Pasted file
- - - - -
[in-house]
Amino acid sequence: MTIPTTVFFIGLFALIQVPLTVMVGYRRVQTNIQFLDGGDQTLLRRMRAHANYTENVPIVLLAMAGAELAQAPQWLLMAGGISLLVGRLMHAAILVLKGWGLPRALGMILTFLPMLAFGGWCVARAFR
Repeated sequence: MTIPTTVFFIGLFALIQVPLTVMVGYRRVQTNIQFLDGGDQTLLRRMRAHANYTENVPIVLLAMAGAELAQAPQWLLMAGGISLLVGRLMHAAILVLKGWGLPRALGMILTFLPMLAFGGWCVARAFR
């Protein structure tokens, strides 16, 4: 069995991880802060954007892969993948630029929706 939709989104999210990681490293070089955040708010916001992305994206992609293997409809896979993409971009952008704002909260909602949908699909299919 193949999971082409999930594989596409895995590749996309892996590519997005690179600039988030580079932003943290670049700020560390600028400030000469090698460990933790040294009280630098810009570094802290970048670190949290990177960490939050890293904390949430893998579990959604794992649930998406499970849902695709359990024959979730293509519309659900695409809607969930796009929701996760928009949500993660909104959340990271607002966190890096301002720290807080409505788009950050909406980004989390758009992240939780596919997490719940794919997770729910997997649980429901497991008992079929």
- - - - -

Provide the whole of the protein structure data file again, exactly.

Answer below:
[in-house]
Amino acid sequence: MTIPTTVFFIGLFALIQVPLTVMVGYRRVQTNIQFLDGGDQTLLRRMRAHANYTENVPIVLLAMAGAELAQAPQWLLMAGGISLLVGRLMHAAILVLKGWGLPRALGMILTFLPMLAFGGWCVARAFR
Repeated sequence: MTIPTTVFFIGLFALIQVPLTVMVGYRRVQTNIQFLDGGDQTLLRRMRAHANYTENVPIVLLAMAGAELAQAPQWLLMAGGISLLVGRLMHAAILVLKGWGLPRALGMILTFLPMLAFGGWCVARAFR
């Protein structure tokens, strides 16, 4: 069995991880802060954007892969993948630029929706 939709989104999210990681490293070089955040708010916001992305994206992609293997409809896979993409971009952008704002909260909602949908699909299919 193949999971082409999930594989596409895995590749996309892996590519997005690179600039988030580079932003943290670049700020560390600028400030000469090698460990933790040294009280630098810009570094802290970048670190949290990177960490939050890293904390949430893998579990959604794992649930998406499970849902695709359990024959979730293509519309659900695409809607969930796009929701996760928009949500993660909104959340990271607002966190890096301002720290807080409505788009950050909406980004989390758009992240939780596919997490719940794919997770729910997997649980429901497991008992079929």